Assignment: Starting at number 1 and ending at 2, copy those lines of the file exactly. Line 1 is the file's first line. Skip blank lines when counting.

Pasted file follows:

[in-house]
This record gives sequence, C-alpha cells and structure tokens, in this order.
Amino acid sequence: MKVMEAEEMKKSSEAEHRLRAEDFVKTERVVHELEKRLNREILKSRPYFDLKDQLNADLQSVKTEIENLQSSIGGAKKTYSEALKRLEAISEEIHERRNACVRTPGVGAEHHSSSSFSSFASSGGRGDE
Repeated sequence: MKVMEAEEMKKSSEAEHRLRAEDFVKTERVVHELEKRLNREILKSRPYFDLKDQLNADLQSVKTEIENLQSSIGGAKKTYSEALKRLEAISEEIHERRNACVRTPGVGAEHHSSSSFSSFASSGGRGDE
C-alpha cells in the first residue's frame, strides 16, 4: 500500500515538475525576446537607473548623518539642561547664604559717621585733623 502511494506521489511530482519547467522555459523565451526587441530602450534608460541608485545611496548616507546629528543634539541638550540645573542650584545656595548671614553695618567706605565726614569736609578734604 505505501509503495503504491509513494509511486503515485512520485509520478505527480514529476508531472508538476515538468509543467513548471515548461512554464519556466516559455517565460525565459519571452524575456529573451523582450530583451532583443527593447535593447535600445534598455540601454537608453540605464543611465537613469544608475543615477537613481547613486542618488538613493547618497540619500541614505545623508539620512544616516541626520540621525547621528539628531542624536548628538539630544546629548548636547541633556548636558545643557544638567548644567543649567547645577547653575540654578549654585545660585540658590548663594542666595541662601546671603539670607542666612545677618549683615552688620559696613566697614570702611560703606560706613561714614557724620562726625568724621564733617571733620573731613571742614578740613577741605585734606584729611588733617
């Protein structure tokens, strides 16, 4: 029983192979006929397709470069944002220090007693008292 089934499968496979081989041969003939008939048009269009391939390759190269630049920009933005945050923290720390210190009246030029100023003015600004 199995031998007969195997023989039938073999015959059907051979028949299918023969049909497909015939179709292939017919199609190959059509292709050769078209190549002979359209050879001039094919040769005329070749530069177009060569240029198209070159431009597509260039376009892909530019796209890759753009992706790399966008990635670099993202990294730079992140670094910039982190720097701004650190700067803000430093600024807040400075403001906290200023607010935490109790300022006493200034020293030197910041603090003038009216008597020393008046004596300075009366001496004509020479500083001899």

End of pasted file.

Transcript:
[in-house]
This record gives sequence, C-alpha cells and structure tokens, in this order.